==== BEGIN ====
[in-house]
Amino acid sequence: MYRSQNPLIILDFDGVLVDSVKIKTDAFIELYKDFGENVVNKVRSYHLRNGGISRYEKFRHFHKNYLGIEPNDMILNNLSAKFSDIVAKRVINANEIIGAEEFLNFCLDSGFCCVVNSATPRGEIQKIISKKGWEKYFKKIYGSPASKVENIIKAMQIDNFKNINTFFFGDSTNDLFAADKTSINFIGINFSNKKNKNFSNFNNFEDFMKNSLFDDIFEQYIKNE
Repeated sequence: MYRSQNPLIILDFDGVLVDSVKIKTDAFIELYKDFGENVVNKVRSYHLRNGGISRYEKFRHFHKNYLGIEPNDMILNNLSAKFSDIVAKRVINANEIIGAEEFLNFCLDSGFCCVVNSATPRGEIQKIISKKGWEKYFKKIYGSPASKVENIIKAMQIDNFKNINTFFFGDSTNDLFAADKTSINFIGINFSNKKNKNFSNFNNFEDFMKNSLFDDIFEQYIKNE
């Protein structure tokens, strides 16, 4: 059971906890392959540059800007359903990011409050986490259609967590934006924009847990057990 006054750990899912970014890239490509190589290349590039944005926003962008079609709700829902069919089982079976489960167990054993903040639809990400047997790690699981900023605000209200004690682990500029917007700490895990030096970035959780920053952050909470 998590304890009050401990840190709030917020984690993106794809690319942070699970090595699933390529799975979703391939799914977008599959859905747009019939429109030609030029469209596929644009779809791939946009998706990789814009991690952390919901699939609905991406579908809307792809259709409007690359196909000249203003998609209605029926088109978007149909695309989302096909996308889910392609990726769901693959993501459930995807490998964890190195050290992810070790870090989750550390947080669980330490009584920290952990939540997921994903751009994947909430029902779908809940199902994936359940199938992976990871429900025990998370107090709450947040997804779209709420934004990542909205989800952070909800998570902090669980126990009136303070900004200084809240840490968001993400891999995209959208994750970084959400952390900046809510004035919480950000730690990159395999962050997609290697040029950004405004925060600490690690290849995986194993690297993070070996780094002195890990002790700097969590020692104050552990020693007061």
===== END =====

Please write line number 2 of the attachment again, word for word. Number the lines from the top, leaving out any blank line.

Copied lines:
Amino acid sequence: MYRSQNPLIILDFDGVLVDSVKIKTDAFIELYKDFGENVVNKVRSYHLRNGGISRYEKFRHFHKNYLGIEPNDMILNNLSAKFSDIVAKRVINANEIIGAEEFLNFCLDSGFCCVVNSATPRGEIQKIISKKGWEKYFKKIYGSPASKVENIIKAMQIDNFKNINTFFFGDSTNDLFAADKTSINFIGINFSNKKNKNFSNFNNFEDFMKNSLFDDIFEQYIKNE